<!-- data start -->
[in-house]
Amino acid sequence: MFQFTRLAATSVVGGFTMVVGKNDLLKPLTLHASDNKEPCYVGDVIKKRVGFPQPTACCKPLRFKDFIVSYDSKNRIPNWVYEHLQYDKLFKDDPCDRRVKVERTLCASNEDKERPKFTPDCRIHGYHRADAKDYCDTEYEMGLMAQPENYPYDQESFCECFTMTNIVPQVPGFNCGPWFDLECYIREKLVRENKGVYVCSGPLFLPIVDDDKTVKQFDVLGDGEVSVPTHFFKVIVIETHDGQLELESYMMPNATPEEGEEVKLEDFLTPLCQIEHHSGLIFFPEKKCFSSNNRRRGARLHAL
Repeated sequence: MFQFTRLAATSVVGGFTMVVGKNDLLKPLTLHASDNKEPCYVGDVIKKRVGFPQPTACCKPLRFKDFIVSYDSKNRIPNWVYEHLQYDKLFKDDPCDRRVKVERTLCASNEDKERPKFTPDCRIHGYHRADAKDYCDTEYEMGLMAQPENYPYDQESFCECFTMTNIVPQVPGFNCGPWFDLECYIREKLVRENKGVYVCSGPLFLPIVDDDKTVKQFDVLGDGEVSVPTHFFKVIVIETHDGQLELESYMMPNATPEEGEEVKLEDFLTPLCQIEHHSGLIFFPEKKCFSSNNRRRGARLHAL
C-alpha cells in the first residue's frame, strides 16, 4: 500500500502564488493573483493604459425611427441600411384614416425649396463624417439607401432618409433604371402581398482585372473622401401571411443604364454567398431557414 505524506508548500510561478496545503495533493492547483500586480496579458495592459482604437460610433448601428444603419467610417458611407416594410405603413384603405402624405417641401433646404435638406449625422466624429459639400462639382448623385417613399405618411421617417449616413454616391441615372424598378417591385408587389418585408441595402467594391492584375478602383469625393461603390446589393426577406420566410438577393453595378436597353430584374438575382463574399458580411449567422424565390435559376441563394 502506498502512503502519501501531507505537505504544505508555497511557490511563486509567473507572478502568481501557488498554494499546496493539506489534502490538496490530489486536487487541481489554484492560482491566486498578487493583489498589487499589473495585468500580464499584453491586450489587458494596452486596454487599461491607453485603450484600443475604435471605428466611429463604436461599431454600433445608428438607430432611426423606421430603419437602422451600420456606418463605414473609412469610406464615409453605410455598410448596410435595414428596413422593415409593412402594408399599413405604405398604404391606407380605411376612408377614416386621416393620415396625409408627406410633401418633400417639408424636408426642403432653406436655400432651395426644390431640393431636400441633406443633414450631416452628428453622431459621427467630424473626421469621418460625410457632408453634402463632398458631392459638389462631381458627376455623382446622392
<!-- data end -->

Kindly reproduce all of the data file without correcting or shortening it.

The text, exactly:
[in-house]
Amino acid sequence: MFQFTRLAATSVVGGFTMVVGKNDLLKPLTLHASDNKEPCYVGDVIKKRVGFPQPTACCKPLRFKDFIVSYDSKNRIPNWVYEHLQYDKLFKDDPCDRRVKVERTLCASNEDKERPKFTPDCRIHGYHRADAKDYCDTEYEMGLMAQPENYPYDQESFCECFTMTNIVPQVPGFNCGPWFDLECYIREKLVRENKGVYVCSGPLFLPIVDDDKTVKQFDVLGDGEVSVPTHFFKVIVIETHDGQLELESYMMPNATPEEGEEVKLEDFLTPLCQIEHHSGLIFFPEKKCFSSNNRRRGARLHAL
Repeated sequence: MFQFTRLAATSVVGGFTMVVGKNDLLKPLTLHASDNKEPCYVGDVIKKRVGFPQPTACCKPLRFKDFIVSYDSKNRIPNWVYEHLQYDKLFKDDPCDRRVKVERTLCASNEDKERPKFTPDCRIHGYHRADAKDYCDTEYEMGLMAQPENYPYDQESFCECFTMTNIVPQVPGFNCGPWFDLECYIREKLVRENKGVYVCSGPLFLPIVDDDKTVKQFDVLGDGEVSVPTHFFKVIVIETHDGQLELESYMMPNATPEEGEEVKLEDFLTPLCQIEHHSGLIFFPEKKCFSSNNRRRGARLHAL
C-alpha cells in the first residue's frame, strides 16, 4: 500500500502564488493573483493604459425611427441600411384614416425649396463624417439607401432618409433604371402581398482585372473622401401571411443604364454567398431557414 505524506508548500510561478496545503495533493492547483500586480496579458495592459482604437460610433448601428444603419467610417458611407416594410405603413384603405402624405417641401433646404435638406449625422466624429459639400462639382448623385417613399405618411421617417449616413454616391441615372424598378417591385408587389418585408441595402467594391492584375478602383469625393461603390446589393426577406420566410438577393453595378436597353430584374438575382463574399458580411449567422424565390435559376441563394 502506498502512503502519501501531507505537505504544505508555497511557490511563486509567473507572478502568481501557488498554494499546496493539506489534502490538496490530489486536487487541481489554484492560482491566486498578487493583489498589487499589473495585468500580464499584453491586450489587458494596452486596454487599461491607453485603450484600443475604435471605428466611429463604436461599431454600433445608428438607430432611426423606421430603419437602422451600420456606418463605414473609412469610406464615409453605410455598410448596410435595414428596413422593415409593412402594408399599413405604405398604404391606407380605411376612408377614416386621416393620415396625409408627406410633401418633400417639408424636408426642403432653406436655400432651395426644390431640393431636400441633406443633414450631416452628428453622431459621427467630424473626421469621418460625410457632408453634402463632398458631392459638389462631381458627376455623382446622392